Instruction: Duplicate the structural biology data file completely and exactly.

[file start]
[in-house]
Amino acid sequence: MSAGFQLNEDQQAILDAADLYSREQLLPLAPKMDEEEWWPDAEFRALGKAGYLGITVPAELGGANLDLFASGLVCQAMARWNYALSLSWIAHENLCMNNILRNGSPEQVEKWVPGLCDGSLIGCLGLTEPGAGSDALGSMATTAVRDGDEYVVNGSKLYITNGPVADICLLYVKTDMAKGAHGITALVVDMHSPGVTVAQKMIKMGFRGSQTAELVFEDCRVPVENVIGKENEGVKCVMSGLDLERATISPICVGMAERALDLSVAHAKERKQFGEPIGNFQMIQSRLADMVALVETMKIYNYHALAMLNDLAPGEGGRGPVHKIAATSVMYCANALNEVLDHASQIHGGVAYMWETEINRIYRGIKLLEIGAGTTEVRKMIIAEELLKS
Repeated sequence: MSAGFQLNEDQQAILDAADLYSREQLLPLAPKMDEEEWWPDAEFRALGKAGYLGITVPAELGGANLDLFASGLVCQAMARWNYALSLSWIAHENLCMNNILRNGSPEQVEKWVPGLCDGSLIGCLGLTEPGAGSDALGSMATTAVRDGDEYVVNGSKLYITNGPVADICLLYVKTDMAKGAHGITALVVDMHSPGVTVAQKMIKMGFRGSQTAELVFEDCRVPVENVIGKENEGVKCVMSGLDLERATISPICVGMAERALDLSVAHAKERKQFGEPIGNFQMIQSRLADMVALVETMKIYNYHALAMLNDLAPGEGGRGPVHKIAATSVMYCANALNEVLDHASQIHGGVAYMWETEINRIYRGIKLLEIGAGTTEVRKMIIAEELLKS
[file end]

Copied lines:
[in-house]
Amino acid sequence: MSAGFQLNEDQQAILDAADLYSREQLLPLAPKMDEEEWWPDAEFRALGKAGYLGITVPAELGGANLDLFASGLVCQAMARWNYALSLSWIAHENLCMNNILRNGSPEQVEKWVPGLCDGSLIGCLGLTEPGAGSDALGSMATTAVRDGDEYVVNGSKLYITNGPVADICLLYVKTDMAKGAHGITALVVDMHSPGVTVAQKMIKMGFRGSQTAELVFEDCRVPVENVIGKENEGVKCVMSGLDLERATISPICVGMAERALDLSVAHAKERKQFGEPIGNFQMIQSRLADMVALVETMKIYNYHALAMLNDLAPGEGGRGPVHKIAATSVMYCANALNEVLDHASQIHGGVAYMWETEINRIYRGIKLLEIGAGTTEVRKMIIAEELLKS
Repeated sequence: MSAGFQLNEDQQAILDAADLYSREQLLPLAPKMDEEEWWPDAEFRALGKAGYLGITVPAELGGANLDLFASGLVCQAMARWNYALSLSWIAHENLCMNNILRNGSPEQVEKWVPGLCDGSLIGCLGLTEPGAGSDALGSMATTAVRDGDEYVVNGSKLYITNGPVADICLLYVKTDMAKGAHGITALVVDMHSPGVTVAQKMIKMGFRGSQTAELVFEDCRVPVENVIGKENEGVKCVMSGLDLERATISPICVGMAERALDLSVAHAKERKQFGEPIGNFQMIQSRLADMVALVETMKIYNYHALAMLNDLAPGEGGRGPVHKIAATSVMYCANALNEVLDHASQIHGGVAYMWETEINRIYRGIKLLEIGAGTTEVRKMIIAEELLKS